The Raspberry Pi 4 was announced two weeks ago as a major new upgrade to the line of cheap single-board hobbyist computers. The Pi 4 featured a faster CPU, options for up to 4GB of RAM, and a new, modern USB-C port for power delivery. The Pi 4 was the Raspberry Pi Foundation’s first ever USB-C device, and, well, they screwed it up.
As detailed by Tyler Ward, the Raspberry Pi 4 has a non-compliant USB-C charging port and doesn’t work with as many chargers as it should. Thanks to the open nature of Raspberry Pi (even the schematics are online!), Ward was able to discover that Raspberry Pi just didn’t design its USB-C port correctly. Two “CC” pins on a USB-C port are supposed to each get their own 5.1K ohms resistor, but Raspberry Pi came up with its own circuit design that allows them to share a single resistor. This is not a compliant design and breaks compatibility with some of the more powerful USB-C chargers out there.
Whether your USB-C charger works with the Pi 4 has to do with whether it uses an “e-marked” cable. E-marked cables are fully featured USB-C cables with chips inside that negotiate power management, accessory modes, data rates, and other communication specs. Since the Pi 4 USB-C port is wired incorrectly, these smart cables will detect the Pi 4 as an “Audio Adaptor Accessory” and refuse to charge them. Usually, e-marked cables are more expensive and come with larger, higher-powered items, like a USB-C laptop.
Benson Leung, an engineer at Google and one of the Internet’s foremost USB-C implementation experts, has chimed in on the Pi 4’s USB-C design too, with a Medium post titled “How to design a proper USB-C™ power sink (hint, not the way Raspberry Pi 4 did it).”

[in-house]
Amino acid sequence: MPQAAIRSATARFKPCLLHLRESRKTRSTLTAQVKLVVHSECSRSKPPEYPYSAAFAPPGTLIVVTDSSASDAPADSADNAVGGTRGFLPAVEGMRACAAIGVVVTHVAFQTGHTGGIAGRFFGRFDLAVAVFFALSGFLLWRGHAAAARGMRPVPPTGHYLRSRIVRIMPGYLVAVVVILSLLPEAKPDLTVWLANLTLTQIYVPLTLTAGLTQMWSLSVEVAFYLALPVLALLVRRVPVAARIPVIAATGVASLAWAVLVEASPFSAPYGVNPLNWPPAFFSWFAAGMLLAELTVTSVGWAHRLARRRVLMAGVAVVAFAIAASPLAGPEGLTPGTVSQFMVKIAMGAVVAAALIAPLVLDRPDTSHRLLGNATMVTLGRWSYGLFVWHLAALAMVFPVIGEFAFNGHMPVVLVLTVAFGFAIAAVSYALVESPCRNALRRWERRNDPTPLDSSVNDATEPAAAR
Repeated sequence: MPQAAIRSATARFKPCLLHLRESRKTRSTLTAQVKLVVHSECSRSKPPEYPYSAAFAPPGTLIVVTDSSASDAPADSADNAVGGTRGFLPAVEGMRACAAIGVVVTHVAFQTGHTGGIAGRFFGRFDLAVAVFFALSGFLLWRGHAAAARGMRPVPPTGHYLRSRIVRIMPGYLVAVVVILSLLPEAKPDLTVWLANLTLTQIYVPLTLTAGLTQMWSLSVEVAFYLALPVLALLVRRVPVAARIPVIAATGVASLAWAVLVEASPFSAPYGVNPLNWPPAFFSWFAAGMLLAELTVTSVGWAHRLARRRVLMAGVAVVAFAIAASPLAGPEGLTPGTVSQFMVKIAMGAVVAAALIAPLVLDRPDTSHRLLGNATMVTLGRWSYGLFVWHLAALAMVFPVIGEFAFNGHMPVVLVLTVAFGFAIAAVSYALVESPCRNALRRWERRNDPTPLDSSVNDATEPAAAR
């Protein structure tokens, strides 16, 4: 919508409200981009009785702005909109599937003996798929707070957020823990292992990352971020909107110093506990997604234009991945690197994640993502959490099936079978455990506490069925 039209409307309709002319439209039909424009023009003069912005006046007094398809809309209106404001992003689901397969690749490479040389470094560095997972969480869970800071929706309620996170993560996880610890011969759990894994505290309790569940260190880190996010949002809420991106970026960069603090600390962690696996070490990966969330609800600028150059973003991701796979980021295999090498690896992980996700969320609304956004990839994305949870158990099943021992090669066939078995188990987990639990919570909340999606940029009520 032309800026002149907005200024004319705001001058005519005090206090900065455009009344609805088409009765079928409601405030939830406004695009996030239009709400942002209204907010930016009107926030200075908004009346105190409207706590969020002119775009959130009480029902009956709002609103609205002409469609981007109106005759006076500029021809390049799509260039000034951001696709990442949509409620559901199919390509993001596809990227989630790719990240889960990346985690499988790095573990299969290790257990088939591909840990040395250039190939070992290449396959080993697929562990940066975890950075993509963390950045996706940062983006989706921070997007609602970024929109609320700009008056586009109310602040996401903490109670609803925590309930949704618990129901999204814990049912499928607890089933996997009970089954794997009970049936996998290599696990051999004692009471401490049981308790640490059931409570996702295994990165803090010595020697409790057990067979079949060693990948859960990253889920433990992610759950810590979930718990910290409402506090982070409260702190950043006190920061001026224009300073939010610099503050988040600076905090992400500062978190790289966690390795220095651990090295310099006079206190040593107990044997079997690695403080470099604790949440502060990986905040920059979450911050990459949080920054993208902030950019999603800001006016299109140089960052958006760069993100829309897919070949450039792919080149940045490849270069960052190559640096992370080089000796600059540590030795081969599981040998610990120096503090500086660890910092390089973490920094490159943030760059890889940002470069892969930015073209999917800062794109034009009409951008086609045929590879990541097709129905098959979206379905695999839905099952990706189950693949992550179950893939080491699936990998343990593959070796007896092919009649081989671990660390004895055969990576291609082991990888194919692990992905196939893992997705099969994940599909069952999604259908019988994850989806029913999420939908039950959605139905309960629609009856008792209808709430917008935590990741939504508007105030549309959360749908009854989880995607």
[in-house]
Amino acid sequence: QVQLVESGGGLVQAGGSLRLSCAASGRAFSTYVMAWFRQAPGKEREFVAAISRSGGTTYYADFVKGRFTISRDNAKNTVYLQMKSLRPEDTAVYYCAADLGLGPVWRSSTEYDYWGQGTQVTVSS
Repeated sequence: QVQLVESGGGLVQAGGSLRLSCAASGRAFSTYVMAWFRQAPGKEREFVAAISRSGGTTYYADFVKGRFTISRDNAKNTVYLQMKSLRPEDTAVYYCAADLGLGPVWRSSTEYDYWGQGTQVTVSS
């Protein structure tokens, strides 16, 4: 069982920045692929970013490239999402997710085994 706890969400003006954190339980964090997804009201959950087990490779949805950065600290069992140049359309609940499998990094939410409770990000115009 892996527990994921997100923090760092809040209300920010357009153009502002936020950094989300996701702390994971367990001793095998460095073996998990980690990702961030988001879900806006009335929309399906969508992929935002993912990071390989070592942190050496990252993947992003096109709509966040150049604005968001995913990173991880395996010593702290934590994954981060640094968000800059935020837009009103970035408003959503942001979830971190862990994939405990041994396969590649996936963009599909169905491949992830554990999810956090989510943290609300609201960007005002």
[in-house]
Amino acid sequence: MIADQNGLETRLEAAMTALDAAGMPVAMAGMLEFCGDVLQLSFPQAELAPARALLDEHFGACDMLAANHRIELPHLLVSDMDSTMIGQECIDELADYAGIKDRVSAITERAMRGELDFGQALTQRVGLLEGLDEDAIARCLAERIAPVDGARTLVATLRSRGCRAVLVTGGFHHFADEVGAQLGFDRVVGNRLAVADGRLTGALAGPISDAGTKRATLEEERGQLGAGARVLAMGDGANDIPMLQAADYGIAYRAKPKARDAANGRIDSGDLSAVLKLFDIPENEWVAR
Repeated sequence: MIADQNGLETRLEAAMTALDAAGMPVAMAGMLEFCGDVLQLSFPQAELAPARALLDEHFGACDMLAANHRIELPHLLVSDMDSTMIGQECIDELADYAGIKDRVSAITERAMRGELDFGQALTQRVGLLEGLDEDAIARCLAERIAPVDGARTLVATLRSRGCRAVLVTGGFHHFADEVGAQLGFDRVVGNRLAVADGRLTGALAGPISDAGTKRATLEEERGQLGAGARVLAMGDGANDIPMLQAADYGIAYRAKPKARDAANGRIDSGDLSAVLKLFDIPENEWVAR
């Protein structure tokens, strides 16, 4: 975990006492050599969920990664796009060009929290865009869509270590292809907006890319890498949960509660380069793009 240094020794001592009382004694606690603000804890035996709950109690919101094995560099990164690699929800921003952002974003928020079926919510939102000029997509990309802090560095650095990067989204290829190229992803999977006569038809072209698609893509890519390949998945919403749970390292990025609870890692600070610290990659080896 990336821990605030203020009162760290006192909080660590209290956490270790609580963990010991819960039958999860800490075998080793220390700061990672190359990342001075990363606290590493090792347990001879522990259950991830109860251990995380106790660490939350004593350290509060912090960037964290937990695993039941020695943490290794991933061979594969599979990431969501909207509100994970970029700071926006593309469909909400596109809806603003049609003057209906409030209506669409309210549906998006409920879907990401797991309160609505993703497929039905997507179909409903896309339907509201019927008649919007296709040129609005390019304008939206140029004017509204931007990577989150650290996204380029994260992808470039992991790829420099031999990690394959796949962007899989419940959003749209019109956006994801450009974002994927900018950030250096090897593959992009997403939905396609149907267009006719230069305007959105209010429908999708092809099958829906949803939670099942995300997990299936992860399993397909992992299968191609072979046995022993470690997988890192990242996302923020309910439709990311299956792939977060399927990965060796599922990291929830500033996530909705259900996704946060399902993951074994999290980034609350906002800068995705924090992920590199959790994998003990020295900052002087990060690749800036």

“Instead of trying to come up with some clever circuit,” Leung writes, “hardware designers should simply [emphasis his] The Figure 4–9 I posted above isn’t simply a rough guideline of one way of making a USB-C receptacle. It’s actually , meaning mandatory, required by the spec in order to call your system a compliant USB-C power sink. Just copy it.”
The Pi 4 is not the first high-profile device to get the USB-C spec wrong. The Nintendo Switch also has a non-compliant USB-C port and has issues with certain USB-C cables as a result.
After reports started popping up on the Internet, Raspberry Pi cofounder Eben Upton admitted to TechRepublic that “A smart charger with an e-marked cable will incorrectly identify the Raspberry Pi 4 as an audio adapter accessory and refuse to provide power.” Upton went on to say, “I expect this will be fixed in a future board revision, but for now users will need to apply one of the suggested workarounds. It’s surprising this didn’t show up in our (quite extensive) field testing program.”
The “suggested workarounds” are to just use a non-e-marked cable, like the official Pi 4 charger.
We reached out to Raspberry Pi about this issue and were told a board revision with a spec-compliant charging port should be out sometime in the “next few months.”